Generally, piezoelectric elements used to generate a shock wave for calculus destruction are accurately concavely arranged to form a pressure distribution extremely focused to have a half amplitude width, i.e., half width, in the radial direction of about 2 to 4 mm so that a very high pressure of about 600 kbar to 1 kbar is obtained at a focal point. A low pressure ultrasonic wave focused to the same degree as this calculus destroying shock wave was radiated on a spherical target shown in FIG. 1A as a model calculus, and a peak value distribution of its echo intensity was measured. The measurement result is shown in FIG. 1B. An active alumina sphere having a diameter of 7 mm was used as the spherical target. Referring to FIG. 1B, peak values of the echo intensity obtained when the spherical target was moved in the direction of depth of the focal point and perpendicularly to a central axis are plotted. In this case, the half width of the echo intensity distribution shown in FIG. 1B becomes 4 mm which is 57% of the diameter of the target.

Assume that in the above conventional technique, when the echo intensity reaches the intensity of the half value, i.e., 1/2 or more the maximum intensity, it is determined that a focal point of a shock wave source coincides with a calculus portion, and a shock wave is radiated. In this case, it is expected that the shock wave can be radiated on a portion only about 57% the diameter of a calculus but cannot be radiated on its end portion.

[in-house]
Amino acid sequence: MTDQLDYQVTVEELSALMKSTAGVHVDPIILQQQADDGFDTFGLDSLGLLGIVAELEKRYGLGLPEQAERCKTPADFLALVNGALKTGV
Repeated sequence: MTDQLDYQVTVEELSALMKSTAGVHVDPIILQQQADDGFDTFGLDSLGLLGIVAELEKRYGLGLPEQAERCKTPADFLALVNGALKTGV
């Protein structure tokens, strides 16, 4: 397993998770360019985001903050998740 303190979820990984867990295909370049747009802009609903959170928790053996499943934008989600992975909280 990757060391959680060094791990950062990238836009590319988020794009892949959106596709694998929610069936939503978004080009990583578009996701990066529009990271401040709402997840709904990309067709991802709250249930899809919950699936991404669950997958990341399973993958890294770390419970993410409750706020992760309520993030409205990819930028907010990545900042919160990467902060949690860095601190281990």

SUMMARY OF THE INVENTION

As described above, in the conventional technique, a coincidence between a calculus portion and a focal point of a shock wave source is detected by using an ultrasonic wave having a lower pressure than that of a shock wave, and radiation of a shock wave is simply controlled on the basis of the detection result. Therefore, if the focal point is located at an end portion of a calculus, the echo intensity is reduced to disable detection of the coincidence between the calculus portion and the focal point of the shock wave source, and no shock wave is radiated accordingly. As a result, the shock wave cannot be radiated on the entire calculus.

It is, therefore, an object of the present invention to provide a calculus destroying apparatus capable of effectively radiating a shock wave on the entire calculus without radiating the shock wave on a portion except for the calculus.

A calculus destroying apparatus of the present invention comprises low pressure ultrasonic wave generating means for generating a low pressure ultrasonic wave having a lower pressure and a wider focal point pressure distribution than those of a shock wave for calculus destruction. In this apparatus, an echo of the low pressure ultrasonic wave from inside a patient's body is received, and shock wave generating means is activated when the intensity of the echo exceeds a predetermined threshold value.